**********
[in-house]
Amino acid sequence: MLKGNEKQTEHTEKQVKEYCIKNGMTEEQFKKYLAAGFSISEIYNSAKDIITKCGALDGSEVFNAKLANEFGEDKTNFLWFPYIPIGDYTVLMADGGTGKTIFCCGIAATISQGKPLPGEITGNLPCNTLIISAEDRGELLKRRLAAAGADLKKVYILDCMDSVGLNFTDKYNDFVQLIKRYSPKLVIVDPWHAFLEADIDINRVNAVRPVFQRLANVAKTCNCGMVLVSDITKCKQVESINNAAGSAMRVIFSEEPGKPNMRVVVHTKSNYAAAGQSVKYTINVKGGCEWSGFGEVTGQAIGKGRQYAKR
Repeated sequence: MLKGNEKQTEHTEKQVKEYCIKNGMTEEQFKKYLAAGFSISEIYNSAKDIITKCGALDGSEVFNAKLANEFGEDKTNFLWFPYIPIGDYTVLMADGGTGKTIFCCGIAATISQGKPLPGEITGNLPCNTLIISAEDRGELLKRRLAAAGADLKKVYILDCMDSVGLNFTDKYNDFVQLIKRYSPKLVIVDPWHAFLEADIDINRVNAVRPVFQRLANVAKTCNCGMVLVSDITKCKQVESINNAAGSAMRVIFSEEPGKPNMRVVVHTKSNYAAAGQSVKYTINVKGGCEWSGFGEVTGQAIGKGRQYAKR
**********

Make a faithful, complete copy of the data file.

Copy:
[in-house]
Amino acid sequence: MLKGNEKQTEHTEKQVKEYCIKNGMTEEQFKKYLAAGFSISEIYNSAKDIITKCGALDGSEVFNAKLANEFGEDKTNFLWFPYIPIGDYTVLMADGGTGKTIFCCGIAATISQGKPLPGEITGNLPCNTLIISAEDRGELLKRRLAAAGADLKKVYILDCMDSVGLNFTDKYNDFVQLIKRYSPKLVIVDPWHAFLEADIDINRVNAVRPVFQRLANVAKTCNCGMVLVSDITKCKQVESINNAAGSAMRVIFSEEPGKPNMRVVVHTKSNYAAAGQSVKYTINVKGGCEWSGFGEVTGQAIGKGRQYAKR
Repeated sequence: MLKGNEKQTEHTEKQVKEYCIKNGMTEEQFKKYLAAGFSISEIYNSAKDIITKCGALDGSEVFNAKLANEFGEDKTNFLWFPYIPIGDYTVLMADGGTGKTIFCCGIAATISQGKPLPGEITGNLPCNTLIISAEDRGELLKRRLAAAGADLKKVYILDCMDSVGLNFTDKYNDFVQLIKRYSPKLVIVDPWHAFLEADIDINRVNAVRPVFQRLANVAKTCNCGMVLVSDITKCKQVESINNAAGSAMRVIFSEEPGKPNMRVVVHTKSNYAAAGQSVKYTINVKGGCEWSGFGEVTGQAIGKGRQYAKR